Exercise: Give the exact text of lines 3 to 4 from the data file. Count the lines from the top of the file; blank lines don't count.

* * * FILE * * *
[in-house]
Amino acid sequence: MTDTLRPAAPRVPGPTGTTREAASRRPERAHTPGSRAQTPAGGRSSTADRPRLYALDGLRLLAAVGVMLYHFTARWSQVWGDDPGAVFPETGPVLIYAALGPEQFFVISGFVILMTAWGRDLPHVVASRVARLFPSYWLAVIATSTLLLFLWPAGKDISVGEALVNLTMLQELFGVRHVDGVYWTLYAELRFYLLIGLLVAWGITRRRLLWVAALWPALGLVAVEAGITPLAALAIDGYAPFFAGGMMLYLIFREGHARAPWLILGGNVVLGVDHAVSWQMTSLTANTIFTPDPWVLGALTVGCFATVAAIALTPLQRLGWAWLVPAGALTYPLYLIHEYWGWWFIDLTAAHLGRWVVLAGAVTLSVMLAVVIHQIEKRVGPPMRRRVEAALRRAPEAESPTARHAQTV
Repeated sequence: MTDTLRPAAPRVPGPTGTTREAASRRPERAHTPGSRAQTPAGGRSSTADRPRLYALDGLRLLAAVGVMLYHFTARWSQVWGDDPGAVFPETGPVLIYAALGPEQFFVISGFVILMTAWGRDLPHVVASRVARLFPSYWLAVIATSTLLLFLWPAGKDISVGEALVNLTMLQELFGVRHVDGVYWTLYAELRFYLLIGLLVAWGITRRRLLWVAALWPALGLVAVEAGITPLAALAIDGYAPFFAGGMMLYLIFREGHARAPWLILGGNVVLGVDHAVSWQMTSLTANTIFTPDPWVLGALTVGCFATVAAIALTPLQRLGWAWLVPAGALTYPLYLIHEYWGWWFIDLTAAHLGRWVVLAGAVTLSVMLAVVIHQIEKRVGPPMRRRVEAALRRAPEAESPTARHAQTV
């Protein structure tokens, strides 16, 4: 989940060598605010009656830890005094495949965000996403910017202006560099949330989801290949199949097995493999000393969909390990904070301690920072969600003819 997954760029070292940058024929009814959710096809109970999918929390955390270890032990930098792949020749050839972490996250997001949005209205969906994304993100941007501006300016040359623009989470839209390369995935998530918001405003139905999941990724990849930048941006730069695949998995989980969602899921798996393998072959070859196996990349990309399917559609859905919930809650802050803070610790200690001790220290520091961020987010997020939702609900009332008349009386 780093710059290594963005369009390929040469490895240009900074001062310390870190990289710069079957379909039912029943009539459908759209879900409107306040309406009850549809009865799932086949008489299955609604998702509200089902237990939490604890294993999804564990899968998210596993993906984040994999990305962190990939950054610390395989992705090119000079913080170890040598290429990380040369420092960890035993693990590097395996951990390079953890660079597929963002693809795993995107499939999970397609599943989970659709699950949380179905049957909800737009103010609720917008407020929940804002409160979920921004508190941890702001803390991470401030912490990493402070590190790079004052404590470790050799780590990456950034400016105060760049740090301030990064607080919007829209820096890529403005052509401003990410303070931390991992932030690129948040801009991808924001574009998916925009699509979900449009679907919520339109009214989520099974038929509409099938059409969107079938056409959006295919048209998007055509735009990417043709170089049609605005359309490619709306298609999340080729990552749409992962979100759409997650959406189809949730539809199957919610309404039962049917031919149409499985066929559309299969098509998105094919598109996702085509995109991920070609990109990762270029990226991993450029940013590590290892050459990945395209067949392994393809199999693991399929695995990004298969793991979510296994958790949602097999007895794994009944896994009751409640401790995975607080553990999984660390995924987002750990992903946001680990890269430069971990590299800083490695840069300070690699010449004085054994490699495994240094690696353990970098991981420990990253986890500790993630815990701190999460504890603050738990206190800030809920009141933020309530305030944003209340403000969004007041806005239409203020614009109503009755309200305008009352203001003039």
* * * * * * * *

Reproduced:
Repeated sequence: MTDTLRPAAPRVPGPTGTTREAASRRPERAHTPGSRAQTPAGGRSSTADRPRLYALDGLRLLAAVGVMLYHFTARWSQVWGDDPGAVFPETGPVLIYAALGPEQFFVISGFVILMTAWGRDLPHVVASRVARLFPSYWLAVIATSTLLLFLWPAGKDISVGEALVNLTMLQELFGVRHVDGVYWTLYAELRFYLLIGLLVAWGITRRRLLWVAALWPALGLVAVEAGITPLAALAIDGYAPFFAGGMMLYLIFREGHARAPWLILGGNVVLGVDHAVSWQMTSLTANTIFTPDPWVLGALTVGCFATVAAIALTPLQRLGWAWLVPAGALTYPLYLIHEYWGWWFIDLTAAHLGRWVVLAGAVTLSVMLAVVIHQIEKRVGPPMRRRVEAALRRAPEAESPTARHAQTV
């Protein structure tokens, strides 16, 4: 989940060598605010009656830890005094495949965000996403910017202006560099949330989801290949199949097995493999000393969909390990904070301690920072969600003819 997954760029070292940058024929009814959710096809109970999918929390955390270890032990930098792949020749050839972490996250997001949005209205969906994304993100941007501006300016040359623009989470839209390369995935998530918001405003139905999941990724990849930048941006730069695949998995989980969602899921798996393998072959070859196996990349990309399917559609859905919930809650802050803070610790200690001790220290520091961020987010997020939702609900009332008349009386 780093710059290594963005369009390929040469490895240009900074001062310390870190990289710069079957379909039912029943009539459908759209879900409107306040309406009850549809009865799932086949008489299955609604998702509200089902237990939490604890294993999804564990899968998210596993993906984040994999990305962190990939950054610390395989992705090119000079913080170890040598290429990380040369420092960890035993693990590097395996951990390079953890660079597929963002693809795993995107499939999970397609599943989970659709699950949380179905049957909800737009103010609720917008407020929940804002409160979920921004508190941890702001803390991470401030912490990493402070590190790079004052404590470790050799780590990456950034400016105060760049740090301030990064607080919007829209820096890529403005052509401003990410303070931390991992932030690129948040801009991808924001574009998916925009699509979900449009679907919520339109009214989520099974038929509409099938059409969107079938056409959006295919048209998007055509735009990417043709170089049609605005359309490619709306298609999340080729990552749409992962979100759409997650959406189809949730539809199957919610309404039962049917031919149409499985066929559309299969098509998105094919598109996702085509995109991920070609990109990762270029990226991993450029940013590590290892050459990945395209067949392994393809199999693991399929695995990004298969793991979510296994958790949602097999007895794994009944896994009751409640401790995975607080553990999984660390995924987002750990992903946001680990890269430069971990590299800083490695840069300070690699010449004085054994490699495994240094690696353990970098991981420990990253986890500790993630815990701190999460504890603050738990206190800030809920009141933020309530305030944003209340403000969004007041806005239409203020614009109503009755309200305008009352203001003039």